LRO maneuvered into its 50-km mapping orbit on September 15. The next pass over the Apollo 17 landing site resulted in images with more than two times better resolution than previously acquired. At the time of this recent overflight the Sun was high in the sky (28° incidence angle) helping to bring out subtle differences in surface brightness.
Image:Apollo 17 Lunar Module Challenger descent stage comes into focus from the new lower 50 km mapping orbit, image width 102 meters. Credit: NASA/GSFC/Arizona State University Larger image
The descent stage of the lunar module Challenger is now clearly visible, at 50 cm per pixel (angular resolution) the descent stage deck is 8 pixels across (4 meters), also note that the legs are also now distinguishable. The descent stage served as the launch pad for the ascent stage as it blasted off for a rendezvous with the command module America on 14 December 1972.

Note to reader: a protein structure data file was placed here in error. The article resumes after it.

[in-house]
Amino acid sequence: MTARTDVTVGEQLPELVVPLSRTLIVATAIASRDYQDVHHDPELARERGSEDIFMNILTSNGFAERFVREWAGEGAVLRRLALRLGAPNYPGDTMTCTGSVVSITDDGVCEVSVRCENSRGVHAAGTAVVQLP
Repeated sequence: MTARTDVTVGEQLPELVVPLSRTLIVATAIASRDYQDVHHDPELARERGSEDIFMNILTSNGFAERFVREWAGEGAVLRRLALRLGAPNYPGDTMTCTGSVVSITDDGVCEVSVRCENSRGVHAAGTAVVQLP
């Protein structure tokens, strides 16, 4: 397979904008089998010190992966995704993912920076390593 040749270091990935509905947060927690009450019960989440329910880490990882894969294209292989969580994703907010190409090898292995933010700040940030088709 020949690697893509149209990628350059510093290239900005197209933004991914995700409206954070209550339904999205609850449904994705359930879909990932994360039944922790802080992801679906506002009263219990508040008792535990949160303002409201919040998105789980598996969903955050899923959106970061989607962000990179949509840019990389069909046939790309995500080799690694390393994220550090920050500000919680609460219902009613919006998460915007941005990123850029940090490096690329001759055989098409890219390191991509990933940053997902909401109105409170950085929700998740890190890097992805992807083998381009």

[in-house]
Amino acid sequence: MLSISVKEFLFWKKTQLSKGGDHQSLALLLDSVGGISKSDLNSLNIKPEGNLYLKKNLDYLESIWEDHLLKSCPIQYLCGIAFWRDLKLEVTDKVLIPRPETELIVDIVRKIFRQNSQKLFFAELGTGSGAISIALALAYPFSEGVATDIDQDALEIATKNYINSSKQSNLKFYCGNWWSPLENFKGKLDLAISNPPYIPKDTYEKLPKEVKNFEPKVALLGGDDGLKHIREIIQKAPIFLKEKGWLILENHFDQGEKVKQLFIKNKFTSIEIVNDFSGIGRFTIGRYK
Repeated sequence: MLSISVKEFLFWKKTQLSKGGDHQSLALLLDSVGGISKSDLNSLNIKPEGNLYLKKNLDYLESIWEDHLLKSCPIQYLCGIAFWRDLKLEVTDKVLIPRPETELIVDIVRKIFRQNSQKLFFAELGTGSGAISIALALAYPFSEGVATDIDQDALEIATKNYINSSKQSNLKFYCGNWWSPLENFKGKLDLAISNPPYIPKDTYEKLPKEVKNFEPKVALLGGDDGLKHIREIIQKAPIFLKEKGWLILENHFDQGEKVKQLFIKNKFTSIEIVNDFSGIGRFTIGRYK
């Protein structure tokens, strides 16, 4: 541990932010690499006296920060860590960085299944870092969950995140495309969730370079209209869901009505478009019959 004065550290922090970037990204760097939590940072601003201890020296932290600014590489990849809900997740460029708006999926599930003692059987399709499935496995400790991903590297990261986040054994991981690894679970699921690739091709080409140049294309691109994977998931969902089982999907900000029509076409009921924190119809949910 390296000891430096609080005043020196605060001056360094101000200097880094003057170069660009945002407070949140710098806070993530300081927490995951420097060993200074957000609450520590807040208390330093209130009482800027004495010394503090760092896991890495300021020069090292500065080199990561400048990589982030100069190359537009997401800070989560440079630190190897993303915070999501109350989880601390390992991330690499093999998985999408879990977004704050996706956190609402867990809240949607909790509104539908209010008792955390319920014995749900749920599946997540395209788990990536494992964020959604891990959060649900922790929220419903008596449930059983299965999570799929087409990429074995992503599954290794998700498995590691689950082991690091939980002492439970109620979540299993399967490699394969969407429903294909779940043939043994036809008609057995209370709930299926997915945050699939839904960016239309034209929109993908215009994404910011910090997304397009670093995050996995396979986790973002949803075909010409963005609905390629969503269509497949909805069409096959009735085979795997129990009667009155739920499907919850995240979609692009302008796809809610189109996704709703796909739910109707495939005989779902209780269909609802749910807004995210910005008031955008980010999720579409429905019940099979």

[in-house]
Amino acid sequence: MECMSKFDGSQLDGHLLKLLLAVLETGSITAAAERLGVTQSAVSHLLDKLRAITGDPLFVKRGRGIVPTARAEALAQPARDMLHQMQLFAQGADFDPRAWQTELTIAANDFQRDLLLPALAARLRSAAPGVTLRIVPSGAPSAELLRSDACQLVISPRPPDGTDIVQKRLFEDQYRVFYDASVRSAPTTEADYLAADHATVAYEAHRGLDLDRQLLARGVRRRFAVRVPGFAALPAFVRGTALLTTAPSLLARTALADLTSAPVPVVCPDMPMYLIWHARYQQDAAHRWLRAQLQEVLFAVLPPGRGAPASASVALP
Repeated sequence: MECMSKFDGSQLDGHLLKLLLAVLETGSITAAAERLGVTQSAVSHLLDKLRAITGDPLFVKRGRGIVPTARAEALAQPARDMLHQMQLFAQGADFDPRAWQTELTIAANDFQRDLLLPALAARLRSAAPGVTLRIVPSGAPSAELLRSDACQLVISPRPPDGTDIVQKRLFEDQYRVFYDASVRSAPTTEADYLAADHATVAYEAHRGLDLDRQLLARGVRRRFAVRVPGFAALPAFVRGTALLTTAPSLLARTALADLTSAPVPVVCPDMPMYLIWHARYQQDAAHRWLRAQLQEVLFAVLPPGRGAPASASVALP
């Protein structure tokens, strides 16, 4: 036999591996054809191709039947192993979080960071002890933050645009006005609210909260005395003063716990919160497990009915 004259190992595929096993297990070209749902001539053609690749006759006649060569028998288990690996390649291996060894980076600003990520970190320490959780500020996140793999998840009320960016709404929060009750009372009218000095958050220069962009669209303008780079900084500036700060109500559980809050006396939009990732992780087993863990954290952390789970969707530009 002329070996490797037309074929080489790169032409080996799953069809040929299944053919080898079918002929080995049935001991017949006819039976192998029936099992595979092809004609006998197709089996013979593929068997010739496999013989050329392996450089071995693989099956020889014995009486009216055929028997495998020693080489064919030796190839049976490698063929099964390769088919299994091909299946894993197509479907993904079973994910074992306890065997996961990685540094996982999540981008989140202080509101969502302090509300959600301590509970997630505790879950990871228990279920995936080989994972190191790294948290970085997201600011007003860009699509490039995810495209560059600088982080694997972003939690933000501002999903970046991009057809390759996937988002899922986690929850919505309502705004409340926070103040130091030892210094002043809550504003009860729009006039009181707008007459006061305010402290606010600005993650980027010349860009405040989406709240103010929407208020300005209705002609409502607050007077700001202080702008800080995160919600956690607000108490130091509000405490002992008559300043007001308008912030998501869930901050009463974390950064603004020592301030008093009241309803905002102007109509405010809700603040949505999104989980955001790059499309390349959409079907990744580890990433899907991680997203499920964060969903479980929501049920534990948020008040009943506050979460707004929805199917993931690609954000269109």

Tracks are clearly visible and can be followed to the east, where astronauts Jack Schmitt and Gene Cernan set up the Surface Electrical Properties experiment (SEP). Cernan drove the Lunar Roving Vehicle (LRV) in an intersecting north-south and east-west course to mark positions for laying out the SEP 35-meter antennas (circle labeled "SEP" marks the area of the SEP transmitter). The dark area just below the SEP experiment is where the astronauts left the rover, in a prime spot for monitoring the liftoff.
Image: Region of Taurus Littrow valley around the Apollo 17 landing site. Credit: NASA/GSFC/Arizona State University Larger Image
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